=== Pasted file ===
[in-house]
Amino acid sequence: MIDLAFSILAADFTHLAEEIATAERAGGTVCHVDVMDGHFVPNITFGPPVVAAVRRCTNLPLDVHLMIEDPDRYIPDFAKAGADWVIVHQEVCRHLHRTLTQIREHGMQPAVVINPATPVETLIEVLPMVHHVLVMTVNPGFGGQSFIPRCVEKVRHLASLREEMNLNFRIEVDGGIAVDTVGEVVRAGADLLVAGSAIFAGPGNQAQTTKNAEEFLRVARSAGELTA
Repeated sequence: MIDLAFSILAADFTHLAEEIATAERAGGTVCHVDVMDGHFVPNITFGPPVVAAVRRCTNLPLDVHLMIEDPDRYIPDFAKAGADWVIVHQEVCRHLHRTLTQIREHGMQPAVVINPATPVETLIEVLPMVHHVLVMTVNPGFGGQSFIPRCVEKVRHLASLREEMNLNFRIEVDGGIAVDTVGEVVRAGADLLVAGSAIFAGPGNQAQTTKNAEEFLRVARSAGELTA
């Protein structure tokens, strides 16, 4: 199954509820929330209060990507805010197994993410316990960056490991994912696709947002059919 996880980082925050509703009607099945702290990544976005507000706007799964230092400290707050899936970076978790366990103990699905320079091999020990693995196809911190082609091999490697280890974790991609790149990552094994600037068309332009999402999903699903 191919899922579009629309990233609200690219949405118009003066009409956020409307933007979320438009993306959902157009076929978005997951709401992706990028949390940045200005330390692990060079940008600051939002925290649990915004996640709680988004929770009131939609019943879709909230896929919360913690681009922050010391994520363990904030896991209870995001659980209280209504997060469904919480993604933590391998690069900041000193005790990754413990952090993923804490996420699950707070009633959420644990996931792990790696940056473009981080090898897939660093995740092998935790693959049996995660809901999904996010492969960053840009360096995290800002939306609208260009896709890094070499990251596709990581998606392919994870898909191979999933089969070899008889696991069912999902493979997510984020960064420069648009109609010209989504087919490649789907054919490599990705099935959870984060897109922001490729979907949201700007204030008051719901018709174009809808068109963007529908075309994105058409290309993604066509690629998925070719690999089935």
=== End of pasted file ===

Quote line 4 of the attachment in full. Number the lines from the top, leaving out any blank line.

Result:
């Protein structure tokens, strides 16, 4: 199954509820929330209060990507805010197994993410316990960056490991994912696709947002059919 996880980082925050509703009607099945702290990544976005507000706007799964230092400290707050899936970076978790366990103990699905320079091999020990693995196809911190082609091999490697280890974790991609790149990552094994600037068309332009999402999903699903 191919899922579009629309990233609200690219949405118009003066009409956020409307933007979320438009993306959902157009076929978005997951709401992706990028949390940045200005330390692990060079940008600051939002925290649990915004996640709680988004929770009131939609019943879709909230896929919360913690681009922050010391994520363990904030896991209870995001659980209280209504997060469904919480993604933590391998690069900041000193005790990754413990952090993923804490996420699950707070009633959420644990996931792990790696940056473009981080090898897939660093995740092998935790693959049996995660809901999904996010492969960053840009360096995290800002939306609208260009896709890094070499990251596709990581998606392919994870898909191979999933089969070899008889696991069912999902493979997510984020960064420069648009109609010209989504087919490649789907054919490599990705099935959870984060897109922001490729979907949201700007204030008051719901018709174009809808068109963007529908075309994105058409290309993604066509690629998925070719690999089935």